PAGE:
SIR – I recently returned from a trip to scenic Armagh and Down to make one of my frequent visits to equally scenic Bantry.
I do observe that we have one thing that they do not, that is; a litter problem (admittedly they also have better healthcare, no potholes, and they can actually spell their Gaelic signposts, but there are other matters). This is keenly observed in the headlines of the Star of Saturday, August 18th.
To be fair, I do not think Bantry is worse than any other town in West Cork, so I wonder why it gets this headline attention, but that is not relevant. My questions are; who benefits and who should pay?
I live in a rural area of Co Cork which is prone to significant amounts of litter being thrown from cars.
I collect this on my own stretch of road as often as I can and dispose of it at my own cost.
Considering that most of this waste comes from food outlets I am tempted to return the bags of rubbish to them but perhaps I would not be greeted amicably if I did.
My neighbour was driven to getting a trailer to clear the road near his house of mattresses, sofas, televisions etc not to mention scores of bags of nappies and household rubbish.
Disposing of a trailer-load of other peoples’ waste is not cheap when you take it to the recycling centre.
But I suppose there is no cost to the local authority there and that is good for their budget.
Accepting that it is nigh impossible to catch the litter lout without CCTV on every tree and building in the country, is there any way of dealing with it other than the victim, or willing volunteers of the local tidy towns’ committee doing the County Council’s work for them?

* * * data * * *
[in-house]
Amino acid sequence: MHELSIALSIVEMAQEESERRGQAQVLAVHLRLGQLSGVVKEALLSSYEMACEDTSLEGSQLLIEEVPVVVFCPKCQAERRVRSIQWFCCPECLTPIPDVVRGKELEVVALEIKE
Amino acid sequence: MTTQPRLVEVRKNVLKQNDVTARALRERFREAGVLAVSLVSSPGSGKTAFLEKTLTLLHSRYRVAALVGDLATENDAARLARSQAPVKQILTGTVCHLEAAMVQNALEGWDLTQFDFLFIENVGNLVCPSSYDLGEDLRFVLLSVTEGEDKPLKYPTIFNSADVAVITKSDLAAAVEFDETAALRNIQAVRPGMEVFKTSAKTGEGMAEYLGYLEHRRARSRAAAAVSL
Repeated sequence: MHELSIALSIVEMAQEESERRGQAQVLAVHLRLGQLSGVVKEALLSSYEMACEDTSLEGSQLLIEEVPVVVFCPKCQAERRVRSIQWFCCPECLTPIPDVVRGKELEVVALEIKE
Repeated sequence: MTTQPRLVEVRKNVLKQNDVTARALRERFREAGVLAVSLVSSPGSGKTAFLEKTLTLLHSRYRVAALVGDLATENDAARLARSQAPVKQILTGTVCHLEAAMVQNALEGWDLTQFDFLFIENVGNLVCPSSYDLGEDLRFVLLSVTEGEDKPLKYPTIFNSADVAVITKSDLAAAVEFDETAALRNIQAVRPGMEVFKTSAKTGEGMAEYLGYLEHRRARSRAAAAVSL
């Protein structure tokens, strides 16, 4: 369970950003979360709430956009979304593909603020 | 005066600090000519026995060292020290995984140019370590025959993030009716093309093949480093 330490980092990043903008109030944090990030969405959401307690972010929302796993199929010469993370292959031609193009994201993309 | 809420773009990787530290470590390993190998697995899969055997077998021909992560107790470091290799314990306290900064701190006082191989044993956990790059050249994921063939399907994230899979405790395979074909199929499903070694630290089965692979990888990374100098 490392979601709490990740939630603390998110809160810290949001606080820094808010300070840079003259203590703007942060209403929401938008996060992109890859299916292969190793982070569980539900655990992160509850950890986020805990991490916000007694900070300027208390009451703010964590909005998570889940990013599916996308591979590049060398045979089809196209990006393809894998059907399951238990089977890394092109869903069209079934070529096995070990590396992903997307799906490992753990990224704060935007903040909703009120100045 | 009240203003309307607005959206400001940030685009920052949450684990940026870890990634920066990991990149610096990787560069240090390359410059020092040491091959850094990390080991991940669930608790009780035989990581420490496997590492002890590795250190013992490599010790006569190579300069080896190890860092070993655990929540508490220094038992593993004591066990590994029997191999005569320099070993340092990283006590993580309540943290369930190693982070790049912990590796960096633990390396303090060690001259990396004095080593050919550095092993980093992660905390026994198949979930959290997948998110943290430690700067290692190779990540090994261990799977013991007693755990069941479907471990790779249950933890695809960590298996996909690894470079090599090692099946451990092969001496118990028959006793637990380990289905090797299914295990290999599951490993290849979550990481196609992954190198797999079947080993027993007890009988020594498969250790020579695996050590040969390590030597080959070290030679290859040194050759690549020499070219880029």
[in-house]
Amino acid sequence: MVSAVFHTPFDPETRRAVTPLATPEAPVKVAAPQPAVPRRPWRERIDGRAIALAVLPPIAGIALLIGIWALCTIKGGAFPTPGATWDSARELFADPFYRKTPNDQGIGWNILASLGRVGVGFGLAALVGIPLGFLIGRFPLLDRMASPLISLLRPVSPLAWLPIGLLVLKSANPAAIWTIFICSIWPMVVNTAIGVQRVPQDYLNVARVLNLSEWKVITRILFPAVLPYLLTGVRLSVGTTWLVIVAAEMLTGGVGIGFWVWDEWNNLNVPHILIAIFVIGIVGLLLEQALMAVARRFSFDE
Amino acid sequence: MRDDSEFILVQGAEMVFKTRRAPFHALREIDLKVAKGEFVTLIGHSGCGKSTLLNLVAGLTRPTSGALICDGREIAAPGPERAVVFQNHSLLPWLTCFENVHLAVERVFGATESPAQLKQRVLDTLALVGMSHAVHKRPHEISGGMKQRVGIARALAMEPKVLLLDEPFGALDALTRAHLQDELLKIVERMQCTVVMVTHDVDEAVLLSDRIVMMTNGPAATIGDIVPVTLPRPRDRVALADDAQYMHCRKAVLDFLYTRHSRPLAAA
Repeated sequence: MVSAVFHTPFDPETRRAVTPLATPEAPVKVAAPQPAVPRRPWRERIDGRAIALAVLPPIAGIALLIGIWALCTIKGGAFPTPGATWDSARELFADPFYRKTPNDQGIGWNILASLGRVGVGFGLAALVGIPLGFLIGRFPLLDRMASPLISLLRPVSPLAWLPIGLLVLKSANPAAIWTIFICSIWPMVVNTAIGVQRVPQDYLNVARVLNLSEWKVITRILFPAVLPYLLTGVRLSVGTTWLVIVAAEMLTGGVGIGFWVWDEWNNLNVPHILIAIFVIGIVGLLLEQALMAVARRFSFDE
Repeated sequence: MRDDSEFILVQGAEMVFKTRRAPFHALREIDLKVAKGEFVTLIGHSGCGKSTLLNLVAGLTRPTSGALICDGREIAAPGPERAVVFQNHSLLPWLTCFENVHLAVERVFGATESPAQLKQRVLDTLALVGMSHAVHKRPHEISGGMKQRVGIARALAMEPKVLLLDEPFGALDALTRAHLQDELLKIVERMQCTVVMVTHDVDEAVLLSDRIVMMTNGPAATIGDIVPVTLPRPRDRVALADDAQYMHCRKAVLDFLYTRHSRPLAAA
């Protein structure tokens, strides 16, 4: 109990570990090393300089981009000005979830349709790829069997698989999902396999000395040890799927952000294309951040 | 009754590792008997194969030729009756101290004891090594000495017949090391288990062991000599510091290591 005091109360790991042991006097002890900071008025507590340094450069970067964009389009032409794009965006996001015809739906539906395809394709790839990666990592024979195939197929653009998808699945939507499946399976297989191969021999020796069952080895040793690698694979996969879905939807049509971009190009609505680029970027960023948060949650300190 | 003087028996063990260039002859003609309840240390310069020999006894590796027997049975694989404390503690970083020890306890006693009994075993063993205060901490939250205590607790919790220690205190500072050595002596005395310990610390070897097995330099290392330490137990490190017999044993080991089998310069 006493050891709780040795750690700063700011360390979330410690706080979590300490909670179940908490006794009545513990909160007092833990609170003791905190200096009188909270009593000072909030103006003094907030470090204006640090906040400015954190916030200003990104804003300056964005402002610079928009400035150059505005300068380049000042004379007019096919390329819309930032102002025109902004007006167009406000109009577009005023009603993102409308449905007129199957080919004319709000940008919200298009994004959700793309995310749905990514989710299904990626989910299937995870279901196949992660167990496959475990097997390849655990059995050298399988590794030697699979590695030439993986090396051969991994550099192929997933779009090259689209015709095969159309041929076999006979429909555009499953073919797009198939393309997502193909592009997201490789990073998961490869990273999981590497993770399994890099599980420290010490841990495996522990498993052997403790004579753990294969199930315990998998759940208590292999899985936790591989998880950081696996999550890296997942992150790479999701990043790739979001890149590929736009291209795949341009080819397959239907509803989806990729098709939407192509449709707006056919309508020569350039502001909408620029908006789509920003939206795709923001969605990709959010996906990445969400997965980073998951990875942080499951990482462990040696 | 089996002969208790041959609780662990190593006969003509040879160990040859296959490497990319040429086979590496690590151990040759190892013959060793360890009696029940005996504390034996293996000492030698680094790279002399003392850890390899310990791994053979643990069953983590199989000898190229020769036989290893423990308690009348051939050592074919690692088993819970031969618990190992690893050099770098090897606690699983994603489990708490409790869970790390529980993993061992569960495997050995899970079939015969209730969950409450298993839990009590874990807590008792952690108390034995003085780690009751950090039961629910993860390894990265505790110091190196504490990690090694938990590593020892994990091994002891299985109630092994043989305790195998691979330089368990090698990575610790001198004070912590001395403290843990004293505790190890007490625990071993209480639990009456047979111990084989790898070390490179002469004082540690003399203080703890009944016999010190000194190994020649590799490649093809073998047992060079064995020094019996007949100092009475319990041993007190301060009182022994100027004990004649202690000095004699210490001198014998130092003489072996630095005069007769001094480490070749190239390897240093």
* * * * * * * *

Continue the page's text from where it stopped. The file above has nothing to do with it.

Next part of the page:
Who benefits from this waste? Is there anyone profiting from the waste? Whose tills are ringing when all this packaging is being sold? Who is bringing the fast food wrappers, the cans, the coffee cups, the sweet wrappers and cigarette butts to our towns and roads in the first place?
A more dramatic, or satisfying response may be simply to dump the offending articles on the shop floor of any merchant who purveys such wares. This could be done at a fixed time each morning for the entertainment of all and sundry. Similar to the medieval punishments for merchants of rotten fish or stale bread. It could be quite a spectacle for tourists and for those who spend their time trying to keep the place clean.
Of course this would only work if those minded to solve such problems had no conflict of interest, ie were not profiting from this waste trade in the first place.
I fear that it will just be left to democracy resulting in the usual solution of all talk and no action, or a committee which will agree to well; agree.
However if anyone feels like organising a public day of returning the rubbish to the profiteer, please advertise it in this paper. I will gladly supply rotten fish and stale bread, if needed.
Is mise le dúthrach duit agus araille.
Mícheál Ó Donnchadha,